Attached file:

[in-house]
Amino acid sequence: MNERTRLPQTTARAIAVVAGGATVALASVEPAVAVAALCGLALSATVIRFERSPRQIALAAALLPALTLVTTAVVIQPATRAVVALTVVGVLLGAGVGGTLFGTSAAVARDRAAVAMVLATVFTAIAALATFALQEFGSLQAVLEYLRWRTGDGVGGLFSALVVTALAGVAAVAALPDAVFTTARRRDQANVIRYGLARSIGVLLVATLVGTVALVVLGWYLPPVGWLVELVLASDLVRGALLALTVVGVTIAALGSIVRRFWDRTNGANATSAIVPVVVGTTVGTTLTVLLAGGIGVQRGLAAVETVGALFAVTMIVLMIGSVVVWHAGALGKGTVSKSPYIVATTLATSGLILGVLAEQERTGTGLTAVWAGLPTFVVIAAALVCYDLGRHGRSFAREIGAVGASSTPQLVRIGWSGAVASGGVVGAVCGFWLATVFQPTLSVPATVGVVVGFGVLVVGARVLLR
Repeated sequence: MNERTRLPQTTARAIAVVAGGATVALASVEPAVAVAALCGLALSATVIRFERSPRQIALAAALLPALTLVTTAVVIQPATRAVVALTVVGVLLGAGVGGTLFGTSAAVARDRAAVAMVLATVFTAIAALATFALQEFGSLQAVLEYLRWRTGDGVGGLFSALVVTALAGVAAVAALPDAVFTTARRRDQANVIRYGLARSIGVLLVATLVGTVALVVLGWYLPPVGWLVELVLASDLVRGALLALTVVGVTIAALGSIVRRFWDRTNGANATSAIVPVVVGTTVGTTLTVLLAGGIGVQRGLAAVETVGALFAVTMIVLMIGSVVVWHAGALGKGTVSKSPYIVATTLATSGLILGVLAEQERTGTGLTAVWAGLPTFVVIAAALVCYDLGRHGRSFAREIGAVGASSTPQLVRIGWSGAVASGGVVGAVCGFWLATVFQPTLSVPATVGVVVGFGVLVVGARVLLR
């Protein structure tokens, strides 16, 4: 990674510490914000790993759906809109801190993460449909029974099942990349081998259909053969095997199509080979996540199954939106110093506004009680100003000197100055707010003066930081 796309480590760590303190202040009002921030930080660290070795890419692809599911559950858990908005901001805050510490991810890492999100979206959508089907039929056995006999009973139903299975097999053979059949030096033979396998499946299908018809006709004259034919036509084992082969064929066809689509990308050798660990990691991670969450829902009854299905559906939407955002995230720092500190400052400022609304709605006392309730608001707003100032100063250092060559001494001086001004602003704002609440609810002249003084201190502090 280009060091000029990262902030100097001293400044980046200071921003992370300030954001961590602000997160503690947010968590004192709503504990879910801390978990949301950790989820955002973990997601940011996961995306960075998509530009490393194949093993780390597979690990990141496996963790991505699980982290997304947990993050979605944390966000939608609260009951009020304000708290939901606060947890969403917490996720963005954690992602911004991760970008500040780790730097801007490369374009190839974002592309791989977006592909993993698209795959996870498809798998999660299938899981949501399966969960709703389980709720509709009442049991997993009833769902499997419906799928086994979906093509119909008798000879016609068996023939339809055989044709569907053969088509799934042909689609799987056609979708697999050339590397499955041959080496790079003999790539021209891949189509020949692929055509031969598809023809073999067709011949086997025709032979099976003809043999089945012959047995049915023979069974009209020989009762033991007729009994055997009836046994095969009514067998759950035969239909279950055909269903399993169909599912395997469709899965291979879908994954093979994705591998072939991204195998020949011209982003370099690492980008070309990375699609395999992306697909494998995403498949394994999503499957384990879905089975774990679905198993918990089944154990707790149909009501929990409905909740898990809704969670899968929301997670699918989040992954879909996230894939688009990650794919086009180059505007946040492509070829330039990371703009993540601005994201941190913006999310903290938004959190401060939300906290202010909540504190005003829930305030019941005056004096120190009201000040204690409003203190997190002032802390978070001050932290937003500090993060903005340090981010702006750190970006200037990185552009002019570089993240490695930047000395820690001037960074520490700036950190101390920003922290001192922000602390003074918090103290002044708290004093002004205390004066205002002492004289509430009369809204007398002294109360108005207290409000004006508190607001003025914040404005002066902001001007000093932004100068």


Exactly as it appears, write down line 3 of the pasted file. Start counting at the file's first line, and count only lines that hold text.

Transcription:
Repeated sequence: MNERTRLPQTTARAIAVVAGGATVALASVEPAVAVAALCGLALSATVIRFERSPRQIALAAALLPALTLVTTAVVIQPATRAVVALTVVGVLLGAGVGGTLFGTSAAVARDRAAVAMVLATVFTAIAALATFALQEFGSLQAVLEYLRWRTGDGVGGLFSALVVTALAGVAAVAALPDAVFTTARRRDQANVIRYGLARSIGVLLVATLVGTVALVVLGWYLPPVGWLVELVLASDLVRGALLALTVVGVTIAALGSIVRRFWDRTNGANATSAIVPVVVGTTVGTTLTVLLAGGIGVQRGLAAVETVGALFAVTMIVLMIGSVVVWHAGALGKGTVSKSPYIVATTLATSGLILGVLAEQERTGTGLTAVWAGLPTFVVIAAALVCYDLGRHGRSFAREIGAVGASSTPQLVRIGWSGAVASGGVVGAVCGFWLATVFQPTLSVPATVGVVVGFGVLVVGARVLLR